By Cary F. McGovern
Recently, I overheard several long-time self-storage owner/operators and prominent self-storage consultants discussing records management. According to their conversation, records management in a self-storage facility is difficult to operate and make into a profitable venture.
Let the naysayers beware: It is a new era in records management. Today, it is actually quite simple to increase revenue and maximize profitability in your existing facility without new cost. But first, you must understand the business.
Differing Points of View
Of course, there are differing points of view on every subject. We all have our own and it is usually based on who we are, how we were raised and influenced by our parents, where we grew up and what our collective set of experiences are.
There is no question that records management is quite a different business from self-storage, in more than a few ways. However, some of the basic components are identical, and the "launching pad" is already in place.
Traditional Records Management--The Super Market
The three biggest records-management companies worldwide are Iron Mountain, Pierce-Lehey and Recall (formerly Brambles). In addition to these players, major cities throughout the world have several hundred full-service commercial record centers, usually with their facilities based within a downtown area.
The recent industry consolidation at the high end of the business has had an interestingly negative effect on these supermarkets and a positive one for new start-ups. The following are several of the key issues:
- A growing resentment of the supermarkets as the "out-of-towners."
- Anger regarding the permanent retrieval charge (known in the industry as the "hostage fee").
- Inevitable price escalation and reduction in service levels.
Neo-Records Management: The Convenience Store
Hundreds of small commercial records-storage and retrieval centers have popped up around the world within existing facilities using non-traditional methods that optimize profits within existing related businesses, such as self-storage, moving and storage, courier services, and shredding or document-destruction industries.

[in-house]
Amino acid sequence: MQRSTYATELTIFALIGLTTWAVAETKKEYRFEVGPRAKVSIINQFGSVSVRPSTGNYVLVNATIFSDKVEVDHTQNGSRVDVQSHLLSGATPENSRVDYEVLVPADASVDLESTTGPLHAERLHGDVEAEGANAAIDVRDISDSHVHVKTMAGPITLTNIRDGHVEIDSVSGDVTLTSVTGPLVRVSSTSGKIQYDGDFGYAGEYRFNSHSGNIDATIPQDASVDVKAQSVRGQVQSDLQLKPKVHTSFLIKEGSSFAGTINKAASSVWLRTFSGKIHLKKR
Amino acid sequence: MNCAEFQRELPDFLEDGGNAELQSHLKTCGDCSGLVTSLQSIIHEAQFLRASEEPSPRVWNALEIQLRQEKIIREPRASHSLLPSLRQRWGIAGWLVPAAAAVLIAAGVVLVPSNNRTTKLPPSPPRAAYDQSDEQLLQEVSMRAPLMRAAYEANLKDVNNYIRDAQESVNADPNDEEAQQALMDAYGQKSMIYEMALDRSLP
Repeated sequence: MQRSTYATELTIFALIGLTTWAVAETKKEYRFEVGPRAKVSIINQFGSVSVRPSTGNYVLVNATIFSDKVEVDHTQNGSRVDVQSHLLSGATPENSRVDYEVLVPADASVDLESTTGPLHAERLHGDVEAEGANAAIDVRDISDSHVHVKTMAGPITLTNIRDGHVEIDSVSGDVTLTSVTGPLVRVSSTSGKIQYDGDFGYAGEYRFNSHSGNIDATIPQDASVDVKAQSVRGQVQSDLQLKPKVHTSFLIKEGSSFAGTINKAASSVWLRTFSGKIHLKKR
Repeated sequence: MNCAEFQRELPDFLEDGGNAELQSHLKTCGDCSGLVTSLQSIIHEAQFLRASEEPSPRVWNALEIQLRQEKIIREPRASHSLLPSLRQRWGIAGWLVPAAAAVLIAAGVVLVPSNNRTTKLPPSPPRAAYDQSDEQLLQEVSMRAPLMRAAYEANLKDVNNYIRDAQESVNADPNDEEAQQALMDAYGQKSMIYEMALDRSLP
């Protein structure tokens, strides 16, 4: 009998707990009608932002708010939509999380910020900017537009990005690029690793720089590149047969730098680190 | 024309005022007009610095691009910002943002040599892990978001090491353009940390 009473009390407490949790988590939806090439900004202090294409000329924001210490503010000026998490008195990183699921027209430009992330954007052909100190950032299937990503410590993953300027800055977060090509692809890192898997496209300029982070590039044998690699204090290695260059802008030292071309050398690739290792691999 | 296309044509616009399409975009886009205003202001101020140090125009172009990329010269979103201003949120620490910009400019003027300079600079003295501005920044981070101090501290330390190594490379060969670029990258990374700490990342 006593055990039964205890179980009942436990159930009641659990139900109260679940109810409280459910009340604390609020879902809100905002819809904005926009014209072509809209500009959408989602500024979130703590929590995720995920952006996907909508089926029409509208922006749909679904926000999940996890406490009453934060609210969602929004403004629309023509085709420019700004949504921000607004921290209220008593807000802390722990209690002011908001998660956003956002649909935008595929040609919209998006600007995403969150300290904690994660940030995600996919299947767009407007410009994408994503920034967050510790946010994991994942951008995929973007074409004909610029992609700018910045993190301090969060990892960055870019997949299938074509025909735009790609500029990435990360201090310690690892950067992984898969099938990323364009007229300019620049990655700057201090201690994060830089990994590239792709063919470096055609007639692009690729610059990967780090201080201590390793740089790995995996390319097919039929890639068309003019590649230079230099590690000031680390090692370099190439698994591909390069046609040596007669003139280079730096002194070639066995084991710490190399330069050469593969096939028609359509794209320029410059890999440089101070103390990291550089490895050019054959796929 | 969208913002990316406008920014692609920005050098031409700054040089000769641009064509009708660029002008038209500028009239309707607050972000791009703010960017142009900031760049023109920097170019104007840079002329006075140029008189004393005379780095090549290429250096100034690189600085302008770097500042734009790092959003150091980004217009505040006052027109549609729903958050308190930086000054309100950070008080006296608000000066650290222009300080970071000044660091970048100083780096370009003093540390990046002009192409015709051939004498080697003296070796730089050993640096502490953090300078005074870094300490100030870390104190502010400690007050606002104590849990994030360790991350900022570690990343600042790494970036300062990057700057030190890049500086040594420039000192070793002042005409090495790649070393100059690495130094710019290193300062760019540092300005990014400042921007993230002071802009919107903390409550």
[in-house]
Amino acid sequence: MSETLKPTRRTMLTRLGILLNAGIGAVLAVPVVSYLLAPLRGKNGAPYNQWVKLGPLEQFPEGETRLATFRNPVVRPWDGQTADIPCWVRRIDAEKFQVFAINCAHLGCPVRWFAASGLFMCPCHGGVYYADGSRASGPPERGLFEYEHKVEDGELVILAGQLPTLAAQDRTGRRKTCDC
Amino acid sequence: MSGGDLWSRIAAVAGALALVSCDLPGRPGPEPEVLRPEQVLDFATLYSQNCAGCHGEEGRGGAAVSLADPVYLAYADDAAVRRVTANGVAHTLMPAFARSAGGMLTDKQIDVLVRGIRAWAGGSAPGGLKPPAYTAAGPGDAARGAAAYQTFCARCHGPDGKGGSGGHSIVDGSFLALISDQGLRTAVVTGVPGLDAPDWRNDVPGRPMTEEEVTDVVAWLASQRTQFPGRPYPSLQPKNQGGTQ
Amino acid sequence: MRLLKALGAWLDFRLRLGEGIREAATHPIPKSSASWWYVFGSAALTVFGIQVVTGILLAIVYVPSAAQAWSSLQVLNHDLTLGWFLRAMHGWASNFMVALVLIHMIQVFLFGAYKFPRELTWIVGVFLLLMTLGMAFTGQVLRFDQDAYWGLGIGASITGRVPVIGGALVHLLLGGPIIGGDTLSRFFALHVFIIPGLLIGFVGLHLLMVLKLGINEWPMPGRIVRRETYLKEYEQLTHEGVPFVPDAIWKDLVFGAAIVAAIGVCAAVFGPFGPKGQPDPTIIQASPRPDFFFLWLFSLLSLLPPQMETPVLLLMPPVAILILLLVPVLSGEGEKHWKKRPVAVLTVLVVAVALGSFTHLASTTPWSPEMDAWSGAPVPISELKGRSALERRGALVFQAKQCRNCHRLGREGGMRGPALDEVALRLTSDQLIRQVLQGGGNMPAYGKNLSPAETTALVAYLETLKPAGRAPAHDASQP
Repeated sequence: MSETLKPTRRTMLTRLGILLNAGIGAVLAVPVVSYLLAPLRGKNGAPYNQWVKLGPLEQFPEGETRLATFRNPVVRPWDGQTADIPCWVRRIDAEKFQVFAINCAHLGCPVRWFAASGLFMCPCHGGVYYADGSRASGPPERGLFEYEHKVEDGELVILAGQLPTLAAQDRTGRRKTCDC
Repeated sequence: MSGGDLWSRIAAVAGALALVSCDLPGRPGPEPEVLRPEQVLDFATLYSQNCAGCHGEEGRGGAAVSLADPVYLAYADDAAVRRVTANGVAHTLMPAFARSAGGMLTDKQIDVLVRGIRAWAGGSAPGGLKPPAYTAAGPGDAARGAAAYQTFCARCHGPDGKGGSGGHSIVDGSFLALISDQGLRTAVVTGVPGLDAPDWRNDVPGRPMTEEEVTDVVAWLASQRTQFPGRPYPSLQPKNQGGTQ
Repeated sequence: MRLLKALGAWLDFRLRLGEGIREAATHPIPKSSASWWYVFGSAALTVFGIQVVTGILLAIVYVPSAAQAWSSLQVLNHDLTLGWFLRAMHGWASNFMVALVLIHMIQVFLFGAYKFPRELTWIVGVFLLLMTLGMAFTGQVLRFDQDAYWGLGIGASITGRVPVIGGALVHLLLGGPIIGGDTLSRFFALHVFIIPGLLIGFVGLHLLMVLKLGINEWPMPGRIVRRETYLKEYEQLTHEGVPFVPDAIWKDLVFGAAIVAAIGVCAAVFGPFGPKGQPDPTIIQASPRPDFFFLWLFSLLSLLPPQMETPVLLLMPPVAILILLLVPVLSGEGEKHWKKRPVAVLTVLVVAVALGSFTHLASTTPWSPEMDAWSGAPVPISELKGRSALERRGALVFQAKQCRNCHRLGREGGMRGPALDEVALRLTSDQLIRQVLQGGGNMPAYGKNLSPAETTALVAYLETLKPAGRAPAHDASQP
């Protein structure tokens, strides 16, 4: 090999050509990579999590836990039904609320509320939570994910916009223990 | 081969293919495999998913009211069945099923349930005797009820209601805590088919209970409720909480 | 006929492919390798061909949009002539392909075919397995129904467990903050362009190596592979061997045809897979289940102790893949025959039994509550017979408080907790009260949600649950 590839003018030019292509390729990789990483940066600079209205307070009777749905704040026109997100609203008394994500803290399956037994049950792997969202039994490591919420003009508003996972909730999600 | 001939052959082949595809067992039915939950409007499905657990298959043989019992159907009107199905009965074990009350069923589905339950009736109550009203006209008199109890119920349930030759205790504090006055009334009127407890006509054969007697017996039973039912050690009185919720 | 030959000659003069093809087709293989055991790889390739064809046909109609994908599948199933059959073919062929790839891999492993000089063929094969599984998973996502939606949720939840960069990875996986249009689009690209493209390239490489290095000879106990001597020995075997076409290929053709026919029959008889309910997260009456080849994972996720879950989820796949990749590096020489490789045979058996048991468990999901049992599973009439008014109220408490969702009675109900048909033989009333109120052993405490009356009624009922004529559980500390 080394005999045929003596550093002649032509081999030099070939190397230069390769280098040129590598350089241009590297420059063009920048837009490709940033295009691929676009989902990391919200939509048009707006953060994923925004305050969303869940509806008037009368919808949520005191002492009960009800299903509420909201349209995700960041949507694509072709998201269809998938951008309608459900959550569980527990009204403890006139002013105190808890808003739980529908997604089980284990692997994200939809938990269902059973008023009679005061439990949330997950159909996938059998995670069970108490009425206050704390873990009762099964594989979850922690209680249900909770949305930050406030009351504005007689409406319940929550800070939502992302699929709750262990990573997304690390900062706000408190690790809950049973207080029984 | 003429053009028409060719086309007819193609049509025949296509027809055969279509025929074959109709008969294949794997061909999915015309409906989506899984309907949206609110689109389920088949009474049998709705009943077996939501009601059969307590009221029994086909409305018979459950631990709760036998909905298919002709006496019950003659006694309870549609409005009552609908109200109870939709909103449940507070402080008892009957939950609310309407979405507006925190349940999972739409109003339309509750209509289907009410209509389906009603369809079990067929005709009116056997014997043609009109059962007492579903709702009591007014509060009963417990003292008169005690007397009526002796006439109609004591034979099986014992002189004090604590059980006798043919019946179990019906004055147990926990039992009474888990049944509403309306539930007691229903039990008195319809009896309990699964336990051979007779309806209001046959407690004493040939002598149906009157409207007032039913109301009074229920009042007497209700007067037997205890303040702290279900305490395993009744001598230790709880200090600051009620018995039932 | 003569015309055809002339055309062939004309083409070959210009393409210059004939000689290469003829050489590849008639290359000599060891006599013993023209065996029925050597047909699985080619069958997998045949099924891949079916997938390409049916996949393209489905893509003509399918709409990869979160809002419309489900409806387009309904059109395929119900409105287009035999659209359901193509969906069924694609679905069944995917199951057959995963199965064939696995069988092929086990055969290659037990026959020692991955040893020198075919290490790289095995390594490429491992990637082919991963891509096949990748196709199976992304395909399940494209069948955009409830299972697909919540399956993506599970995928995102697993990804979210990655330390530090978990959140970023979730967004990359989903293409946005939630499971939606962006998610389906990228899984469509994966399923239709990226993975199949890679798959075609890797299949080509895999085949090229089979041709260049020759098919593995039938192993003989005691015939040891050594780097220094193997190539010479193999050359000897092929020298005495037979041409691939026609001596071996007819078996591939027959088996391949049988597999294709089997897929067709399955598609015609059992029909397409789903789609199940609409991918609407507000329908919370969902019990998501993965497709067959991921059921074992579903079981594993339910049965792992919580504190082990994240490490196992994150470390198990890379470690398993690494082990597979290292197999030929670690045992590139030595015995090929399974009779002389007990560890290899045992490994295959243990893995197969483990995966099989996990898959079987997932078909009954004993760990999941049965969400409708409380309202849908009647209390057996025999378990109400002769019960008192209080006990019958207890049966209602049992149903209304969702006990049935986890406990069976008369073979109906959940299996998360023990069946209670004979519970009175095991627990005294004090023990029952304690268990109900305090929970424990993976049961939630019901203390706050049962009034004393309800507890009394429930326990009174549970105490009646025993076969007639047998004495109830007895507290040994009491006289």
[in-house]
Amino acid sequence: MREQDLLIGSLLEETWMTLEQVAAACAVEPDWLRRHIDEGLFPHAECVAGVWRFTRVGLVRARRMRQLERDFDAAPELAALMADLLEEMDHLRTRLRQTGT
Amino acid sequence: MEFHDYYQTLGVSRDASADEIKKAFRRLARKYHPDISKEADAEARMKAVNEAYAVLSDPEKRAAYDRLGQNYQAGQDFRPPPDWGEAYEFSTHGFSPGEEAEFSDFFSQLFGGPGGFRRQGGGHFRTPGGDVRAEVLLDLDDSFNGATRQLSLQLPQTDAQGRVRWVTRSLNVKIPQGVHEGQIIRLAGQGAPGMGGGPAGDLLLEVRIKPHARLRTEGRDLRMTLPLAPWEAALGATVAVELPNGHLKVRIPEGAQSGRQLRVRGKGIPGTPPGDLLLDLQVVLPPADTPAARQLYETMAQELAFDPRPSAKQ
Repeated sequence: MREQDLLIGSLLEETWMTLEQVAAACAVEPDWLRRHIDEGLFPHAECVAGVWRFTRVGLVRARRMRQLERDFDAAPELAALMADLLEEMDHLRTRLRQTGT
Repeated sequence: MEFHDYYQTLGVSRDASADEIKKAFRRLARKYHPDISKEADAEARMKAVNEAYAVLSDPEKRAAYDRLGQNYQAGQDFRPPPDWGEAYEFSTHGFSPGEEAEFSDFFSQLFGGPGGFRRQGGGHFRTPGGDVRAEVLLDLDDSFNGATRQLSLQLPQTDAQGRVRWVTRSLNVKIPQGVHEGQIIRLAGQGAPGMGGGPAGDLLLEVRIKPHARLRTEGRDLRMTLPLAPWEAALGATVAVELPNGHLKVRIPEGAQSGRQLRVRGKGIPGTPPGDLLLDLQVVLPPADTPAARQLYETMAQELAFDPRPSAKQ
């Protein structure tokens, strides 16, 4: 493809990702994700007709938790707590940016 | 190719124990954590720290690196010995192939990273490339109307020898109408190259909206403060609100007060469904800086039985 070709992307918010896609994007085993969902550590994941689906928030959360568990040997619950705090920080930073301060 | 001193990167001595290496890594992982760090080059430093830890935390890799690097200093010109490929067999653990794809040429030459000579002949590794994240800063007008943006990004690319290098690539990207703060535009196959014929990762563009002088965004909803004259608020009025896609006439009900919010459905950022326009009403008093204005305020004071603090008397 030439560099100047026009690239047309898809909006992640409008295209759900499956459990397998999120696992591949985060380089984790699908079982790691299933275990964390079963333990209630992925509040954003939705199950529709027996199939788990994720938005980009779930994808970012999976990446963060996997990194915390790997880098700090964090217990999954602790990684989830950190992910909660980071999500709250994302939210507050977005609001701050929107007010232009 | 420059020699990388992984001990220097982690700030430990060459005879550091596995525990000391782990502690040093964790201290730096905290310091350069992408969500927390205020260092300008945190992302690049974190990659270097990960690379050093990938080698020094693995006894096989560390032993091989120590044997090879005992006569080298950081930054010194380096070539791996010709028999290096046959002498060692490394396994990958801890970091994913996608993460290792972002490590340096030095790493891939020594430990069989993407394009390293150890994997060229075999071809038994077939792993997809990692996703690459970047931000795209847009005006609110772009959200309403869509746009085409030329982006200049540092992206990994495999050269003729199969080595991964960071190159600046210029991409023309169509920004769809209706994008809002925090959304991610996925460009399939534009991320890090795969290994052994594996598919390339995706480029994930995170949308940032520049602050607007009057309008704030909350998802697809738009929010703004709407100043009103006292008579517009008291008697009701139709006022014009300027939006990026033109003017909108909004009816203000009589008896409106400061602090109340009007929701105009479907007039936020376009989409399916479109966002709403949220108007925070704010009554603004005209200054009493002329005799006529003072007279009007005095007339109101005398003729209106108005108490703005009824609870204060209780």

Several important factors have allowed the local players to be more attractive to both local and regional companies, including:
- Boutique storage firms can offer unique services designed to fit the exact customer requirements.
- Vertical marketing enables tightly honed, industry-specific market attraction.
- Local decision making allows for flexibility in pricing and service levels.
- Relationship selling and customer-service strategies are enabled because of the principals' familiarity and involvement in the local business community.
- Third-tier (see side bar) geographical business growth (40 to 75 miles from the city centers) has promoted faster service for the community records-storage center over the distant supermarkets.
Commercial record centers require substantial capital investment and long-term payback.
Although this has always been considered true based on the traditional approach of building a records-storage business in a city center utilizing high-rise racking with the typical storage-density requirement, this is no longer the only way to build a records-storage business.
A New and Different Notion or Point of View
It is possible--and likely--that you can optimize storage revenue in existing selected self-storage units by an average increase of 2.5 to 3.3 times the industry average unit revenue.
So, what's wrong with the idea of increasing existing unit revenue, one unit at a time?
In order to do this, the following are several important issues that should be considered:
1. Racking that insures optimum density.
If you are going to use existing units for records storage, you are probably dealing with 8- or 9-foot ceiling heights. It is imperative that the right shelving be used. We have designed optimum configurations and have partnered with manufacturers to keep shelving-unit cost below industry averages as they relate to cubic footage in storage.
2. Software without a front-end investment.